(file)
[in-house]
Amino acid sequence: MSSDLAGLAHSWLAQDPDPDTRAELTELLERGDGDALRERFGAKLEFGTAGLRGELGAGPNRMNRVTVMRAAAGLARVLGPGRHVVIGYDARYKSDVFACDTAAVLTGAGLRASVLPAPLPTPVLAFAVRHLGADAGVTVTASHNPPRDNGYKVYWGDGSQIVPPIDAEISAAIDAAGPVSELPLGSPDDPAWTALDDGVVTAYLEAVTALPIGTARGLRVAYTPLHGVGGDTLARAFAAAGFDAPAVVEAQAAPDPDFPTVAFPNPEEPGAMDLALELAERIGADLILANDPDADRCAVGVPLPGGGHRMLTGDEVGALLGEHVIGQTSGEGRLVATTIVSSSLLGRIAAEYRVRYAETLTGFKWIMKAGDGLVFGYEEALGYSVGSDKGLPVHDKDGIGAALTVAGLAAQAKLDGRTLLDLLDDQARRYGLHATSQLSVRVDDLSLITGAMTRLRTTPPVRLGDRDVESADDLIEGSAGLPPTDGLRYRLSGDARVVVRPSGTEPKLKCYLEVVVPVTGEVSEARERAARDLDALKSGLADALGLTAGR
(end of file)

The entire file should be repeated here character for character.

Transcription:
[in-house]
Amino acid sequence: MSSDLAGLAHSWLAQDPDPDTRAELTELLERGDGDALRERFGAKLEFGTAGLRGELGAGPNRMNRVTVMRAAAGLARVLGPGRHVVIGYDARYKSDVFACDTAAVLTGAGLRASVLPAPLPTPVLAFAVRHLGADAGVTVTASHNPPRDNGYKVYWGDGSQIVPPIDAEISAAIDAAGPVSELPLGSPDDPAWTALDDGVVTAYLEAVTALPIGTARGLRVAYTPLHGVGGDTLARAFAAAGFDAPAVVEAQAAPDPDFPTVAFPNPEEPGAMDLALELAERIGADLILANDPDADRCAVGVPLPGGGHRMLTGDEVGALLGEHVIGQTSGEGRLVATTIVSSSLLGRIAAEYRVRYAETLTGFKWIMKAGDGLVFGYEEALGYSVGSDKGLPVHDKDGIGAALTVAGLAAQAKLDGRTLLDLLDDQARRYGLHATSQLSVRVDDLSLITGAMTRLRTTPPVRLGDRDVESADDLIEGSAGLPPTDGLRYRLSGDARVVVRPSGTEPKLKCYLEVVVPVTGEVSEARERAARDLDALKSGLADALGLTAGR